After Minneapolis Police Officers Taylor and Hutchins received a report of a stolen vehicle, they saw acar matching the description with three young men in it. The officers followed the vehicle for a short distance and then activated their emergency lights to pull it over. In response, appellant accelerated and drove through stop signs at three intersections. As appellant was running a fourth stop sign, he hit another vehicle, resulting in serious and permanent injuries to its driver. Appellant's speed was later estimated by an accident reconstructionist to be approximately 59-63 miles per hour when he struck the other vehicle.

In the course of searching appellant incident to his arrest, police found a gun in his pocket that had the serial number scratched off. Chaokhio, brought to the scene, identified his Honda and identified the gun as the one that appellant had pointed at him.

The police interviewed Chaokhio that night. His account in the interview was consistent with his trial testimony, with one exception—he told police that his reason for stopping at the gas station was to check a noise coming from his car. When appellant was interviewed by the police, appellant stated that he could not remember any details from the encounter with Chaokhio and that he knew nothing about the gun.

Appellant was charged with aggravated robbery under Minn.Stat. §§ 609.11, subd. 5, .245, subd. 1 (2000); theft of a motor vehicle under Minn.Stat. § 609.52, subds. 2(17), 3(3)(d)(v) (2000); fleeing a peace officer in a motor vehicle resulting in substantial bodily harm under Minn.Stat. § 609.487, subd. 4(c) (2000); and possession of a firearm with the serial number removed under Minn.Stat. § 609.667(2) (2000). Appellant waived his right to a jury trial, and the court found him guilty on all counts. The court sentenced appellant to consecutive, executed sentences of 48 months for the aggravated robbery and one year and one day for fleeing a peace officer. The court also imposed a concurrent, stayed sentence of one year and one day for the firearm conviction but then executed the sentence at appellant's request. Appellant was not adjudicated on the theft conviction because it was a lesser-included offense to the aggravated robbery. Appellant now challenges his aggravated-robbery conviction and his sentence for fleeing a peace officer.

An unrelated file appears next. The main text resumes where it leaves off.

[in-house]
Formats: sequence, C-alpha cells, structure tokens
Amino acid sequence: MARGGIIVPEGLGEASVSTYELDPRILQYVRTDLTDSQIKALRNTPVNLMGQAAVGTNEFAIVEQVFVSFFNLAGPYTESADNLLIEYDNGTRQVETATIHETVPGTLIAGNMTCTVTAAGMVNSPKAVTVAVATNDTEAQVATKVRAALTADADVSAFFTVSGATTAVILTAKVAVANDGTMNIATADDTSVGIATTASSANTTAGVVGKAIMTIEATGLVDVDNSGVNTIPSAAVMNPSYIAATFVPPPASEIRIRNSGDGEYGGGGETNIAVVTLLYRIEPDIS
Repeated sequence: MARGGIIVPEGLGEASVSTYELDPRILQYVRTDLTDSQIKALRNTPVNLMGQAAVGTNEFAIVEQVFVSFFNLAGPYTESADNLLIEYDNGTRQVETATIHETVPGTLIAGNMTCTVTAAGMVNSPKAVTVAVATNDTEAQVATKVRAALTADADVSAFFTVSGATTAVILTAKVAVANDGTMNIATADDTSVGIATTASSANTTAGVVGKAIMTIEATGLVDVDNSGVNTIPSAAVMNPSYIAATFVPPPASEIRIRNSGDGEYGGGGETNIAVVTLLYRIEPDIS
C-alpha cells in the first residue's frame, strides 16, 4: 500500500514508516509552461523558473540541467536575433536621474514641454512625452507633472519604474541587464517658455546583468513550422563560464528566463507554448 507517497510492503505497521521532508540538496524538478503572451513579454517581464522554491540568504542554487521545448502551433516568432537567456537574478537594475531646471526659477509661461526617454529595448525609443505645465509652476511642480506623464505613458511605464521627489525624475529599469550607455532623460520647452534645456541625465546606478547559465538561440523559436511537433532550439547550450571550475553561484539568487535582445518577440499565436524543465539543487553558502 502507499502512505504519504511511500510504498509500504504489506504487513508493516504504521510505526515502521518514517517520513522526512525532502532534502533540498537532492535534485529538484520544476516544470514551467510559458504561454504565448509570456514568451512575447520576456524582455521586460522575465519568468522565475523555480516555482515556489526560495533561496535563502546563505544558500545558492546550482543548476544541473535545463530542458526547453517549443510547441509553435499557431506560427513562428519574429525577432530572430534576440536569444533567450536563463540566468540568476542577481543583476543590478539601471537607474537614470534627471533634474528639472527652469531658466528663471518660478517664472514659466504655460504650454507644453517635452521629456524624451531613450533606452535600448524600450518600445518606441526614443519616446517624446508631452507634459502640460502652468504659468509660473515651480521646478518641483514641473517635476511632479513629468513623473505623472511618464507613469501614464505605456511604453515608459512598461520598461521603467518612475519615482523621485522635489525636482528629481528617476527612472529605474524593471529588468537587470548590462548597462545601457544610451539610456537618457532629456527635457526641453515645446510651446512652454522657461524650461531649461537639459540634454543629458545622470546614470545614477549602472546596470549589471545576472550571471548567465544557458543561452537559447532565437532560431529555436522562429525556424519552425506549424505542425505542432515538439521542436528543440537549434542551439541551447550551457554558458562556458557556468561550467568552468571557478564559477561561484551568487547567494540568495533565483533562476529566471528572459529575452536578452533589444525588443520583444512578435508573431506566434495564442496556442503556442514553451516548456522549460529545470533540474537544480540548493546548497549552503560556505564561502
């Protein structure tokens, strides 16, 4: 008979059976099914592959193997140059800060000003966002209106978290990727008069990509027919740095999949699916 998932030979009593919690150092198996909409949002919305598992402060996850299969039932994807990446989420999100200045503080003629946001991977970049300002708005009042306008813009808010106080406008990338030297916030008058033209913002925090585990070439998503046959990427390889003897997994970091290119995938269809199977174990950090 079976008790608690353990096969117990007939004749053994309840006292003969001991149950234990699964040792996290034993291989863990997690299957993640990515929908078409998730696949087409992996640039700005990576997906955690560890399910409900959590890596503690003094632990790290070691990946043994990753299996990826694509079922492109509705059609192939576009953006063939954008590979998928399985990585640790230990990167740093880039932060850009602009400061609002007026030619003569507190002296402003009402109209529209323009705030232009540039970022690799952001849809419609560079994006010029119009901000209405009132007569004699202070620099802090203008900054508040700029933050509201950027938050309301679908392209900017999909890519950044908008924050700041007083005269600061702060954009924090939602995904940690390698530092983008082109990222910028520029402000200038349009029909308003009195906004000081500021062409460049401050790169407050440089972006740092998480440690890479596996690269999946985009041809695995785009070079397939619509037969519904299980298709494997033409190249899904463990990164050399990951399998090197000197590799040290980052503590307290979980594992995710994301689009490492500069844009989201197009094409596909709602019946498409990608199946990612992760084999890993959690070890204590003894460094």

1. Is the evidence sufficient to support the conviction for aggravated robbery?

2. Was the execution of the sentence for fleeing a police officer a dispositional departure requiring reasons for departure?

1. Aggravated-Robbery Conviction.

Appellant contends that the evidence does not support his aggravated-robbery conviction because he testified that he believed that Chaokhio had given him the car to make up for their past bad-drug deal. When reviewing a claim of insufficiency of evidence, we determine whether the evidence, viewed in the light most favorable to the verdict, sufficiently supports the verdict. State v. Webb, 440 N.W.2d 426, 430 (Minn.1989). We will not disturb the verdict if the fact-finder, acting in accordance with the presumption of innocence and the necessity of overcoming it by proof beyond a reasonable doubt, could have reasonably found as it did. State v. Alton, 432 N.W.2d 754, 756 (Minn.1988). We defer to the fact-finder on determinations of credibility. Dale v. State, 535 N.W.2d 619, 623 (Minn.1995).